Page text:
Yesterday I got lost in Mount Pleasant Cemetery. For nearly two hours.
After 90 minutes of cycling round-and-round this very beautiful, but labyrinthine, vortex of death, the gardeners were staring at me like I was at best a funeral crasher, at worst a pervy grief voyeur.
At one point I reflected on how ironic it would be if I actually died there. “Charlotte would’ve seen the funny side,” they’d say at my wake, clinking glasses mirthfully.
At least, as necrosis set in, I would’ve been comforted by the fact I was in exalted company, close to the resting grounds of Canada’s former prime minister William Lyon Mackenzie King and its first female surgeon Jennie Smillie-Robinson, along with Métis artist Youngfox and pianist Glenn Gould.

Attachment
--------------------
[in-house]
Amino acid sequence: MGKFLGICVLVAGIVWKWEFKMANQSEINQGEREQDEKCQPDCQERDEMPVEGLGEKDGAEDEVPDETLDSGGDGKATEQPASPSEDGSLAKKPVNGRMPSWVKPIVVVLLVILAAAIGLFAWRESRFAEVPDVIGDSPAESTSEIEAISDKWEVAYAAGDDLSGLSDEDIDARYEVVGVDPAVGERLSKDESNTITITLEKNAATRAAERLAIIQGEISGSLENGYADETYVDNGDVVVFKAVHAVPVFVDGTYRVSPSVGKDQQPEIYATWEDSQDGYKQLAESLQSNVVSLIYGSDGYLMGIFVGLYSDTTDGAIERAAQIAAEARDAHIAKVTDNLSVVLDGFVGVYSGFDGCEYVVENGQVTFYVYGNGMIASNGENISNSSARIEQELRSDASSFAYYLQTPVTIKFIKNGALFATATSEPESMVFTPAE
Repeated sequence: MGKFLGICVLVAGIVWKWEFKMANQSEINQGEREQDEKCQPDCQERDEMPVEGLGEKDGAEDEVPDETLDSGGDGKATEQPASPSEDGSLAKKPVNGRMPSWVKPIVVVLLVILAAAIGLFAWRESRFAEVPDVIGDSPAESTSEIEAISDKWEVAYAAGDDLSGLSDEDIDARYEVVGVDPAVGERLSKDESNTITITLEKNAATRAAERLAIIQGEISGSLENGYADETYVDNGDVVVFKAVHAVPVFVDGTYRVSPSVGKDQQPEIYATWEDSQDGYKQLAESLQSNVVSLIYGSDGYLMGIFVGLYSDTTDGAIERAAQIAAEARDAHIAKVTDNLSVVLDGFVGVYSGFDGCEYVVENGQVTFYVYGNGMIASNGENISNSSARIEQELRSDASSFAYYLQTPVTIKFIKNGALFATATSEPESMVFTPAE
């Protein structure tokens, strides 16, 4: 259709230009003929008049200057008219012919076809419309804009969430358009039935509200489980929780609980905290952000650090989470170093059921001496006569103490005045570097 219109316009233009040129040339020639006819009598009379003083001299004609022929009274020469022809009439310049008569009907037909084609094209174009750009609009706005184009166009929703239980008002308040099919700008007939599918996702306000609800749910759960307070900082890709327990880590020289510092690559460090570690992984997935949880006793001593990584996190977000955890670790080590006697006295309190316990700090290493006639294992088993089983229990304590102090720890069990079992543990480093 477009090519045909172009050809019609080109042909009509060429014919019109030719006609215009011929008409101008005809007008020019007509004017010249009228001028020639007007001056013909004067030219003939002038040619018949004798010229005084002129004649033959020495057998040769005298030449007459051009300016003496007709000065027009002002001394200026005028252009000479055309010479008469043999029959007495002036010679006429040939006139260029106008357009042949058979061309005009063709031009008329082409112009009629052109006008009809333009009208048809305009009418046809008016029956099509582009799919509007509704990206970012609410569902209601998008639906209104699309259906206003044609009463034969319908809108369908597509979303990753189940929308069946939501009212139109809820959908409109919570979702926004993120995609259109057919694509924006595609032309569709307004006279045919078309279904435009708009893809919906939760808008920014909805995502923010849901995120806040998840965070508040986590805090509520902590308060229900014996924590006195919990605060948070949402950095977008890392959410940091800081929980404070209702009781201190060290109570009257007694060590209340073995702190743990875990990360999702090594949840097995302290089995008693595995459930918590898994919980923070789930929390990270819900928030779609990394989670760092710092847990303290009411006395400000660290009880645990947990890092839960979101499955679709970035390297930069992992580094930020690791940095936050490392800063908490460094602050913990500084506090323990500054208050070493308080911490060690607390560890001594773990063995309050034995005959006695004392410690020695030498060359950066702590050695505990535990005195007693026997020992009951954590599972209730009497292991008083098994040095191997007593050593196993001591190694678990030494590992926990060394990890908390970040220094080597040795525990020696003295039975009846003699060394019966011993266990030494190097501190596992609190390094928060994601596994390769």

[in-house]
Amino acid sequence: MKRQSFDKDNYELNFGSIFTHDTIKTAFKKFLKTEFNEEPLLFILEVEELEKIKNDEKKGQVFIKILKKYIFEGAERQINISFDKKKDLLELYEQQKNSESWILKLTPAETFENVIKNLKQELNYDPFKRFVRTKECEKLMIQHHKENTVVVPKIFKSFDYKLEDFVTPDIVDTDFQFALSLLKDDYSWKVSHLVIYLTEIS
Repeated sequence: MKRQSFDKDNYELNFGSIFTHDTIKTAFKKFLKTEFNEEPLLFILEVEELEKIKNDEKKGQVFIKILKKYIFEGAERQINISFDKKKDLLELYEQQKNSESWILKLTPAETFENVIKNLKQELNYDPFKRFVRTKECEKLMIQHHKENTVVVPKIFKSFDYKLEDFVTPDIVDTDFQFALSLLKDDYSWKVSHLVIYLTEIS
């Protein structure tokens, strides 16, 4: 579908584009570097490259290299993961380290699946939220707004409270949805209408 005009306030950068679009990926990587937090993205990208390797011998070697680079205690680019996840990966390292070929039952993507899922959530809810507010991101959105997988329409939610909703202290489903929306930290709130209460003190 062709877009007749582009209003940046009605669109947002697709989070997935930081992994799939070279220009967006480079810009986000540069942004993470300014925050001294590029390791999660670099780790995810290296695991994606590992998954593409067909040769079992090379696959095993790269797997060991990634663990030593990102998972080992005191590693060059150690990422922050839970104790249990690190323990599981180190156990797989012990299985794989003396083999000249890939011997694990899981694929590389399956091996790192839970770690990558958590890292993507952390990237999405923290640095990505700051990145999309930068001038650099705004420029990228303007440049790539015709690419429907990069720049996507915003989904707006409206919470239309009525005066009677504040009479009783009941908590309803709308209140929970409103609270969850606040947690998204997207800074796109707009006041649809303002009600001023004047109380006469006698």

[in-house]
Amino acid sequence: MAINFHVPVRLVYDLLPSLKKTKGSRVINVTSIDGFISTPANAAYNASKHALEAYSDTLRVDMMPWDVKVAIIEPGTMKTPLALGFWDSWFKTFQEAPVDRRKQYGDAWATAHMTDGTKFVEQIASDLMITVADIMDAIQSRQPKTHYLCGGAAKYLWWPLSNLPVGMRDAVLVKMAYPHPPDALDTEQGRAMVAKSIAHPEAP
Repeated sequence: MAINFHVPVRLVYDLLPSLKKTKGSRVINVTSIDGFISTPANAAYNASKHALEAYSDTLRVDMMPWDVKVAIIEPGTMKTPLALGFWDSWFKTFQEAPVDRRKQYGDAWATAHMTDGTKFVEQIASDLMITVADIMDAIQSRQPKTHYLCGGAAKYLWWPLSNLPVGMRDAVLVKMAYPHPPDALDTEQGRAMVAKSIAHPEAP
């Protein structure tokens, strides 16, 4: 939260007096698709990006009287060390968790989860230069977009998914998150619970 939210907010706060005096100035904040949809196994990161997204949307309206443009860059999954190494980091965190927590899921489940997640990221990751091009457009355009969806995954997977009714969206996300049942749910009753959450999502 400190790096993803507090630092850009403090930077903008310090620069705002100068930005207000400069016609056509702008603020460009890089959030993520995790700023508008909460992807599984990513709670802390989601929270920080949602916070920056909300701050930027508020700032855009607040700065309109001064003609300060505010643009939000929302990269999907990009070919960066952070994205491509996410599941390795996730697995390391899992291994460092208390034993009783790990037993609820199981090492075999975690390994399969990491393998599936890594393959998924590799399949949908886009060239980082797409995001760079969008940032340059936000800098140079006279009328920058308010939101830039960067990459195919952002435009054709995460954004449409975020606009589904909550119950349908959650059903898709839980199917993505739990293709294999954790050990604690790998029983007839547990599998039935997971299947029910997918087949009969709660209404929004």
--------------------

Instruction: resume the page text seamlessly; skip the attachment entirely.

Who wouldn’t wish to spend their dying moments in one of North America’s finest arboretums?
The cemetery was my final stop (nearly literally) on a bike trip through the Evergreen Brickworks and Moore Park Ravine.
It was a typical sunny Toronto day in that the big, blue, Canadian sky had begged me to go and play outside.
Before reaching the cemetery I’d cycled a few laps of the brickworks’ secluded wildflower meadows, which are only just in earshot of city sirens.
Heading north, along the ravine track, I’d marvelled at the autumnal colours of the trees and how the only audible noise was a black squirrel munching on an acorn.
Getting lost in the cemetery kind of ruined my zen.
But I survived to tell the tale and share these iphone snaps of my voyage:
Here’s a map of my journey. Without meandering through the Brick Works or getting lost, like I did, it’s 12km one way.